“We agree that the Act will only become a proportionate measure if key reforms are taken, but we strongly believe that there is a path forward that will meet the requirements for all stakeholders,” Mr Zhang said at the hearing.

“We believe Dr Renwick has undertaken a writing that is very comprehensive and very objective and well-balanced. What we like about his report is the upfront elucidation of a standard for clear law for transparency and for rights compliance,” he said.

“That is a very important beacon to put at the beginning of the report. He has recommended a number of positive changes that will improve the AA Act.”

While Law Council of Australia president Pauline Wright said the organisation strongly supported the underlying theme of the INSLM report, she said their preference would be for the independent judicial oversight to come from the Federal Court rather than the AAT.

“It would be desirable for the new body to be designed in a way to make it feasible for the authorisation functions to be expanded in the future,” Ms Wright told the hearing.

The Australian Civil Society Coalition also appeared at the hearing, featuring Electronic Frontiers Australia policy committee chair Angus Murray and Ms O’Shea.

While the digital rights group continue to push for the legislation to be repealed entirely as a first preference, they also welcomed the INSLM’s “comprehensive and well-rounded report,” and backed Dr Renwick’s recommendations.

“The position we take is generally that the report comes to 33 recommendations that are all acceptable. However, those recommendations are a baseline for where reform or amendments should be taken by this committee should its recommendation not be to repeal the legislation,” Mr Murray said.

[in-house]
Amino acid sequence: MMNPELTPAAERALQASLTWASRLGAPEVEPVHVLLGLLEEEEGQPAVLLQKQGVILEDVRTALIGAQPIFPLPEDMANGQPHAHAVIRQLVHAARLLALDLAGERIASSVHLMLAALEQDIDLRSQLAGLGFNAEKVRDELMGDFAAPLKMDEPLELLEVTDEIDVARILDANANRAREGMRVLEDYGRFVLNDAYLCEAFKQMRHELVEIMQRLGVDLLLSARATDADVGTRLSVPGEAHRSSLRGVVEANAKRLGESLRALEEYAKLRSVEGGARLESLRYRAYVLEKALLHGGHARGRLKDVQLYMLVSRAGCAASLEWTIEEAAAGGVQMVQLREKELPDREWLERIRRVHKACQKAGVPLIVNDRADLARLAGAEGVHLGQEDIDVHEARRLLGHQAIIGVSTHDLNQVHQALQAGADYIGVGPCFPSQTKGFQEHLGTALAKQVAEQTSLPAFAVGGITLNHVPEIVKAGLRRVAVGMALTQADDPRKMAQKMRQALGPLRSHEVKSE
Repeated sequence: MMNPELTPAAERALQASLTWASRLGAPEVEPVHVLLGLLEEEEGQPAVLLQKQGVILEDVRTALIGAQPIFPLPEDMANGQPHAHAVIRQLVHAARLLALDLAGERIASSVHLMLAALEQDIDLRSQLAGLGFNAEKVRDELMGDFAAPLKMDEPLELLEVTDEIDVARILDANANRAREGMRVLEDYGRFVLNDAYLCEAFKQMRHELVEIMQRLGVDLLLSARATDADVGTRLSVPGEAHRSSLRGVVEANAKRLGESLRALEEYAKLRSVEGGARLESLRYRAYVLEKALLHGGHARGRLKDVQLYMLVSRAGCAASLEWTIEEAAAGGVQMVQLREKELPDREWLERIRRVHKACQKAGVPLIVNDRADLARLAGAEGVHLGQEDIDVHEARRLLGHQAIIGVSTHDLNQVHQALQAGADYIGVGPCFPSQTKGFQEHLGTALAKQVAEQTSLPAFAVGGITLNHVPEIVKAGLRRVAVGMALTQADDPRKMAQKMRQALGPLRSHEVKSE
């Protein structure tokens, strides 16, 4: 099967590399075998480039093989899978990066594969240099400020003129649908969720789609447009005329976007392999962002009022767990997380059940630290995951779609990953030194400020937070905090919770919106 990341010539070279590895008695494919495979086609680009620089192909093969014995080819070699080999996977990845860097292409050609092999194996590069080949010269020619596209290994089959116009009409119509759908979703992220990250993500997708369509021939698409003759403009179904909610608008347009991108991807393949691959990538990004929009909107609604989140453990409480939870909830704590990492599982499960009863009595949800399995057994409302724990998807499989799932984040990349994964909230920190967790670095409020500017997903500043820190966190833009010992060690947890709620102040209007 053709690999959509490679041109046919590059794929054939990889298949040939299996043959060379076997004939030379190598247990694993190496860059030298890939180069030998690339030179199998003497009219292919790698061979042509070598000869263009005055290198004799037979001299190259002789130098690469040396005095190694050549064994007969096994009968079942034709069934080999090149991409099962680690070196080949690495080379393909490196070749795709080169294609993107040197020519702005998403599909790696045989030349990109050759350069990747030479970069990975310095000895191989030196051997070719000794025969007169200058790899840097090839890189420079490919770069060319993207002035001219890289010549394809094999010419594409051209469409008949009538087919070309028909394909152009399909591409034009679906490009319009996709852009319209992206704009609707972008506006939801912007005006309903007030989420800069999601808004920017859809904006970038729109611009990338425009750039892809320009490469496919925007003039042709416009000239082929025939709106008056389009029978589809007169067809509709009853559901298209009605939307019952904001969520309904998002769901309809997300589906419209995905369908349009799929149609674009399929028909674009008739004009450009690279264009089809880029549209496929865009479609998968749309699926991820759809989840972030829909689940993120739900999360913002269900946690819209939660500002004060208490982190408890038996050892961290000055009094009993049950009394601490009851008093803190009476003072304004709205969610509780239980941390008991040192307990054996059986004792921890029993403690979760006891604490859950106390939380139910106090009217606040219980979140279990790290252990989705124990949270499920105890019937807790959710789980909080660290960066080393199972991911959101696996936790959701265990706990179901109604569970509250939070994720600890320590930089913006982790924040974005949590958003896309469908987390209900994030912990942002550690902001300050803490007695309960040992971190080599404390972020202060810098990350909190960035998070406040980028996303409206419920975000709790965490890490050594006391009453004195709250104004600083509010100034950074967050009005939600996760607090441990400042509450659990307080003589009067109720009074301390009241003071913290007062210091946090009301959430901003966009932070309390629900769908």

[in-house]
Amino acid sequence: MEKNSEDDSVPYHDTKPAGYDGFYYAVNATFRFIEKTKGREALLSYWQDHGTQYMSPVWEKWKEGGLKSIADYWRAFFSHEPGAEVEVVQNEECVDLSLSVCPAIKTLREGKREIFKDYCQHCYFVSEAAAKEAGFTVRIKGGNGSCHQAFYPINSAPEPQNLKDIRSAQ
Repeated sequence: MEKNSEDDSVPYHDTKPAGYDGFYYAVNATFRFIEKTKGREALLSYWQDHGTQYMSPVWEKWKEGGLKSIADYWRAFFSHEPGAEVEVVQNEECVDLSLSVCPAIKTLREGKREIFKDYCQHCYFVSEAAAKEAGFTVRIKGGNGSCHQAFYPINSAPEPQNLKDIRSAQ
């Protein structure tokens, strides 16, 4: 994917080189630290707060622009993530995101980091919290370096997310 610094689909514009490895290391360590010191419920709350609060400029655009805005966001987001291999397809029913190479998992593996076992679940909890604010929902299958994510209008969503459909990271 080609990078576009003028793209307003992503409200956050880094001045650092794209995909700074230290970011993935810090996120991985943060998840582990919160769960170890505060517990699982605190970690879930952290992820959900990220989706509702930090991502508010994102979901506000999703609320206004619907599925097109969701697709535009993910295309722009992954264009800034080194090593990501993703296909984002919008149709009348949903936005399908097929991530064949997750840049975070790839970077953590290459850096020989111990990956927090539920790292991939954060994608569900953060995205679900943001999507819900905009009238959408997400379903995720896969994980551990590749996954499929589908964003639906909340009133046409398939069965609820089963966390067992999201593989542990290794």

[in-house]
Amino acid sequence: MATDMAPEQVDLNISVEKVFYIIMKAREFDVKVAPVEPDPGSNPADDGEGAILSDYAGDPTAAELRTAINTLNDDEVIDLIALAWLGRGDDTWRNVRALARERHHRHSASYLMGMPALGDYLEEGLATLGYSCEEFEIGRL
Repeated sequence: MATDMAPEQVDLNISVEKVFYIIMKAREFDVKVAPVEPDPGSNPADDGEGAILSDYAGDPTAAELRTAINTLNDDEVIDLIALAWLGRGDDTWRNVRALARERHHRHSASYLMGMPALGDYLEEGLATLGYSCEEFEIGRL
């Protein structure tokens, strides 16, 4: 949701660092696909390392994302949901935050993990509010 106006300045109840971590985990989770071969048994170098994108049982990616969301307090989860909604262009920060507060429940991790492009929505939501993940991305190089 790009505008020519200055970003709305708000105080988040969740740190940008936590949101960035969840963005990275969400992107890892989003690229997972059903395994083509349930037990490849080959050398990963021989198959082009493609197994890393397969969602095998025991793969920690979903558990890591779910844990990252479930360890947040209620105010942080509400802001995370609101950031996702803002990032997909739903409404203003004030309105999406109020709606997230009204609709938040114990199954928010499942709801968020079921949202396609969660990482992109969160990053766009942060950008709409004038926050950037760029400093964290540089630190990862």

Dr Renwick’s series of recommendations represent a pragmatic positive middleground between the various stakeholders involved with the encryption laws, Communications Alliance chief executive John Stanton said.

“This approach to the challenge and the recommendations offer a path to a solution that almost certainly doesn’t meet 100 percent of the aspirations of any stakeholder but does take into account the legitimate priorities of all of those groups,” Mr Stanton told the hearing.

While all appearing at the hearing broadly welcomed the INSLM report and its recommendations, many witnesses expressed a preference for the Federal Court to handle the authorisation of notices under the Act, rather than the model of a new agency within the Administrative Appeals Tribunal, as put forward by Dr Renwick.

The issue over whether some definitions in the Act, such as “systemic weakness” and “systemic vulnerability” need to be changed or scrapped entirely was also raised, with many witnesses favouring Labor’s approach of removing them entirely from the legislation.

The PJCIS is due to hand its report to government on the encryption bill by the end of September.

Do you know more? Contact James Riley via Email.

1 Comment
  1. Loading 4 years ago

    if you use p2p security solutions, you won’t have to call a conference. Let them try the utopia ecosystem